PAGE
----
It's okay to miss people. It's okay to feel lonely and it's okay to be alone. And there is a difference.

I need at least one night where I'm alone with my hookah pipe, blasting Ella Mai in my eardrums, and focusing on nothing but my inner peace. But if I'm buying tickets to see "Boo'd Up" performed live, you can bet I want my bestie right next to me belting out the lyrics off key. The ability to enjoy your own company means dealing with thoughts, feelings, pain, and pressure that we all too often distract ourselves from with working hard and playing harder. You know when Solange sang, "I ran my credit card up. Thought a new dress make it better"?

I really felt that shit.

We can all relate to distracting ourselves from insecurities, feelings of failure, and anxiety. We want to be at anyone's bar or in anyone's bed just so we don't have to deal with the mess that can be our feelings. We fill our lives with shallow friendships and temporary moments of happiness just to avoid being honest with ourselves. We attract people we feel the need to impress and prove things to with regularly posted Instagram stories because, outside of a wi-fi signal, they have no idea of who we really are.

But the one thing I've learned is that when I truly was able to enjoy my own company and accept myself, flaws and all, I attracted quality people in my life that were down for me whether I was logged in or out living my best life.

I also became aware of the fact that adult friendships don't require day to day contact and was easier on friends who were simply too busy to call or hang out regularly.

I had time to deal with my own issues and stop distracting myself from them by doing the absolute most.

There's no shame in proudly declaring "Me, Myself and I," but don't sell yourself short on making authentic connections with folks just because things fell through with fake friends. And even the best of people in your circle will come with their share of disappointing behavior. There's a balance when it comes to maintaining healthy relationships with yourself, as well as others, and it's like Donald Glover recently said, "You can totally love somebody and still look out for yourself."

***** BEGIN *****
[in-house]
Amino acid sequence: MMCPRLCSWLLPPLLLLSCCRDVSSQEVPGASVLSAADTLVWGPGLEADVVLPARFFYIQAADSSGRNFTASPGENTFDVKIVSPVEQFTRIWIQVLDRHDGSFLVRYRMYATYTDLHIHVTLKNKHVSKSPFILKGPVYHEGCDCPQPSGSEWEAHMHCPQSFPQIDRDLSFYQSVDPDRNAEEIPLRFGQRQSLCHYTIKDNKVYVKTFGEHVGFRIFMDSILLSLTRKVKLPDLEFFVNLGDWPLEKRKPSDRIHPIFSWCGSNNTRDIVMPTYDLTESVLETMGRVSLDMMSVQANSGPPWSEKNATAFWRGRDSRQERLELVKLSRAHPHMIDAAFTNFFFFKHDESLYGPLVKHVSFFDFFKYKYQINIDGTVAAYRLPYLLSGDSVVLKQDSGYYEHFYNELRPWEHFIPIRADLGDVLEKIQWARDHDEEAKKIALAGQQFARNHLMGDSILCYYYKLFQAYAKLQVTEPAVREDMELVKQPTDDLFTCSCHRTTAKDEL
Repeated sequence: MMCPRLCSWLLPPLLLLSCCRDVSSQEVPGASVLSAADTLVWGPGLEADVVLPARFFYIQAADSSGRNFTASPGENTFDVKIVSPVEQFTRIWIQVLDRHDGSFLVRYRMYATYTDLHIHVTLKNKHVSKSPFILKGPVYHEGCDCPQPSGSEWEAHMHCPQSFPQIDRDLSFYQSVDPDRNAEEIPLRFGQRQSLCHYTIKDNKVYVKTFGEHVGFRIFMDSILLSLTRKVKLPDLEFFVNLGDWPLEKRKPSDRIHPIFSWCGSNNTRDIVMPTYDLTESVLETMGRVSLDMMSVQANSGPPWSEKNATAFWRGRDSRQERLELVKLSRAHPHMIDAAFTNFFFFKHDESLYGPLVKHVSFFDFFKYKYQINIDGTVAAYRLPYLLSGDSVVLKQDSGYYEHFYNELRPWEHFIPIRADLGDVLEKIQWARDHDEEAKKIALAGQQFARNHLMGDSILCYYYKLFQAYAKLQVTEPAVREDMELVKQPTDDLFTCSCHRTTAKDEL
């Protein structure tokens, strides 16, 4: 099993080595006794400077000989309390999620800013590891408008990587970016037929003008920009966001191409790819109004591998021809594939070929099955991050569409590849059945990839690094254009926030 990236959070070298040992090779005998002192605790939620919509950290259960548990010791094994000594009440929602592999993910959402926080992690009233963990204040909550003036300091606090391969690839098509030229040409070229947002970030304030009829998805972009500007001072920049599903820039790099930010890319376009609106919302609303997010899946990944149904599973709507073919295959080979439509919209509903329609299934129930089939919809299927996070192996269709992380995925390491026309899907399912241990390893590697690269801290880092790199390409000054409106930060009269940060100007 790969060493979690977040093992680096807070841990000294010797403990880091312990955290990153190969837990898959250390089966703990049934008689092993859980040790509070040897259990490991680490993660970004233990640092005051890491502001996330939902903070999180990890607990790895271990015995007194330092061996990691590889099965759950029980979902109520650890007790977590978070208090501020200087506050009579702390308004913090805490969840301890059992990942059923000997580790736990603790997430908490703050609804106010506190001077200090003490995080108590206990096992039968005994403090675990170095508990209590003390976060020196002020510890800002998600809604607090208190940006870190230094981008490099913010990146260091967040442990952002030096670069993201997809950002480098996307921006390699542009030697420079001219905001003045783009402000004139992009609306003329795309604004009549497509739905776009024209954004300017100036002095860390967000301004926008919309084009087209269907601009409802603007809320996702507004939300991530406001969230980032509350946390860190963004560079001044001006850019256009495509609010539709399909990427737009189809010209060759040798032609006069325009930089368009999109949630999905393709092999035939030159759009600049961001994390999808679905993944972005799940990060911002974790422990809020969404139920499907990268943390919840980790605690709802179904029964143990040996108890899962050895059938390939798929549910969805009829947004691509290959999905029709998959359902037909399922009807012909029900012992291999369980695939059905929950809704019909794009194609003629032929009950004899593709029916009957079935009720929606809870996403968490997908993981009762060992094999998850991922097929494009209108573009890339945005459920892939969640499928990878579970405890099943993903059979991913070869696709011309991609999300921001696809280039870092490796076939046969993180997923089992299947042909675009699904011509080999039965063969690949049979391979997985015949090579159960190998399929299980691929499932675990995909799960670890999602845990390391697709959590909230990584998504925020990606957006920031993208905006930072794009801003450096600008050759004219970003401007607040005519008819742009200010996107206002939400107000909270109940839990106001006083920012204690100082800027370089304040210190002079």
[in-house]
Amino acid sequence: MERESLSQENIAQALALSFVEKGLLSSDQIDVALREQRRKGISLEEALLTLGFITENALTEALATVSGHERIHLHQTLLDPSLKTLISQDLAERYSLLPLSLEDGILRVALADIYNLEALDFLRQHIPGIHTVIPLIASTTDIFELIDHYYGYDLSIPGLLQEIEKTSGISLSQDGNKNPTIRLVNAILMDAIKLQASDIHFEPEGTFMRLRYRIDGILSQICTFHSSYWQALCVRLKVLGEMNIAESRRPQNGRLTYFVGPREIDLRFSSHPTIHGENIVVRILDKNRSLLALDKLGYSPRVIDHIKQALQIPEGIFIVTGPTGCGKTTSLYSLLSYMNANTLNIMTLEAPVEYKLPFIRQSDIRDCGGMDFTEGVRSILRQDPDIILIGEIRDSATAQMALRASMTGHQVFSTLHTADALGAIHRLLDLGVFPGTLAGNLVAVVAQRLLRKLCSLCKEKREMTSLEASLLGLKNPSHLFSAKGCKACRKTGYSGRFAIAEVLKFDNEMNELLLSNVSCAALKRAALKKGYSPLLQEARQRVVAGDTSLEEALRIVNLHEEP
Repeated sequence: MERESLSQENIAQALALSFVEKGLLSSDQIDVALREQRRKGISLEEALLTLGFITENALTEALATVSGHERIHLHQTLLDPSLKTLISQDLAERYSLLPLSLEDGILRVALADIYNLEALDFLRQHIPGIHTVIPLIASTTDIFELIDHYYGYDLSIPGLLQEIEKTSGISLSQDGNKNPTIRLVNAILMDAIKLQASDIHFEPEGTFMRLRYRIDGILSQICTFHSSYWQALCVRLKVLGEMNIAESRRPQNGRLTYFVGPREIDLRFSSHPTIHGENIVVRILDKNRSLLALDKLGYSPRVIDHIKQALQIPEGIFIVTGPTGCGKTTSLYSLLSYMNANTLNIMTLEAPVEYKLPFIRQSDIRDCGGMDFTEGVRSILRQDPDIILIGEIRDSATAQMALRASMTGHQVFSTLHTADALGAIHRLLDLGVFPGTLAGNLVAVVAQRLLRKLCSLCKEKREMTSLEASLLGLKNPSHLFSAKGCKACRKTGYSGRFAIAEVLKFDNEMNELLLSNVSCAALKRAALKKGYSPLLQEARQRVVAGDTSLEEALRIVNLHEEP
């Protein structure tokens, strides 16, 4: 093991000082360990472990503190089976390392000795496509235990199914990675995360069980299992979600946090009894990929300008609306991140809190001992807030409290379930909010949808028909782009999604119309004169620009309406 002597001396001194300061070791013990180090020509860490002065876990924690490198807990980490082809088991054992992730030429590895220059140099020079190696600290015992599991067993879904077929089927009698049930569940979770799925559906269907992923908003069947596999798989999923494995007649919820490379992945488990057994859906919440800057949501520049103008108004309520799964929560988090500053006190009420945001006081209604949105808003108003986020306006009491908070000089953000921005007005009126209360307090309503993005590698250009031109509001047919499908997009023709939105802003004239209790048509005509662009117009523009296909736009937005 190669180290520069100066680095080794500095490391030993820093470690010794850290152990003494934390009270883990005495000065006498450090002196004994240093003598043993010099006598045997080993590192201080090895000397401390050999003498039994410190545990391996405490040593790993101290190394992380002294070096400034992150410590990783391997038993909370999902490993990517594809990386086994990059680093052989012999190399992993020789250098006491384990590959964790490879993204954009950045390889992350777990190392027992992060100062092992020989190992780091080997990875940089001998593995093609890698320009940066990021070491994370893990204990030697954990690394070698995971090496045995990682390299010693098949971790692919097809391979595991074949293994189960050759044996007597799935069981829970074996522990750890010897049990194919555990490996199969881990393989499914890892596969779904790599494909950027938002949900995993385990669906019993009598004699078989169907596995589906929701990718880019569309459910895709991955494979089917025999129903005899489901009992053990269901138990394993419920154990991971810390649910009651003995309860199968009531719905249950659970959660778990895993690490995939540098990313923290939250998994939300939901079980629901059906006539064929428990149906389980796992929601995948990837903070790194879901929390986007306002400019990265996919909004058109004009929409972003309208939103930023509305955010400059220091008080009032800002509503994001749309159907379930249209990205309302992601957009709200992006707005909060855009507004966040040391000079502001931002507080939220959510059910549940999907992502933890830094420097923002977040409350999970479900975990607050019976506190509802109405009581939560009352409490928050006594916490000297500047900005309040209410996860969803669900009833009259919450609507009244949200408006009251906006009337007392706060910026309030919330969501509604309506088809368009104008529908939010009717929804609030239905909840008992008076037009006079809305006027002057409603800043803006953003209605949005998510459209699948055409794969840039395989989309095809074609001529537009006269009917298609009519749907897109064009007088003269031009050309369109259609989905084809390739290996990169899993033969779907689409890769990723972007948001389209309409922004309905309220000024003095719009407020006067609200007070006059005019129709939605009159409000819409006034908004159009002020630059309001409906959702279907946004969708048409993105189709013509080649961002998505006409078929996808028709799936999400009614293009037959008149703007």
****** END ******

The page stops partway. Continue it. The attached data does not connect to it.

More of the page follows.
The important thing is that you don't spend so much of your time invested into the lives of others that you become a stranger to yourself.

xoNecole is always looking for new voices and empowering stories to add to our platform. If you have an interesting story or personal essay that you'd love to share, we'd love to hear from you. Contact us at submissons@xonecole.com

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ACLU By ACLUSponsored

Over the past four years, we grew accustomed to a regular barrage of blatant, segregationist-style racism from the White House. Donald Trump tweeted that “the Squad," four Democratic Congresswomen who are Black, Latinx, and South Asian, should “go back" to the “corrupt" countries they came from; that same year, he called Elizabeth Warren “Pocahontas," mocking her belief that she might be descended from Native American ancestors.

But as outrageous as the racist comments Trump regularly spewed were, the racially unjust governmental actions his administration took and, in the case of COVID-19, didn't take, impacted millions more — especially Black and Brown people.

To begin to heal and move toward real racial justice, we must address not only the harms of the past four years, but also the harms tracing back to this country's origins. Racism has played an active role in the creation of our systems of education, health care, ownership, and employment, and virtually every other facet of life since this nation's founding.

Our history has shown us that it's not enough to take racist policies off the books if we are going to achieve true justice. Those past policies have structured our society and created deeply-rooted patterns and practices that can only be disrupted and reformed with new policies of similar strength and efficacy. In short, a systemic problem requires a systemic solution. To combat systemic racism, we must pursue systemic equality.

What is Systemic Racism?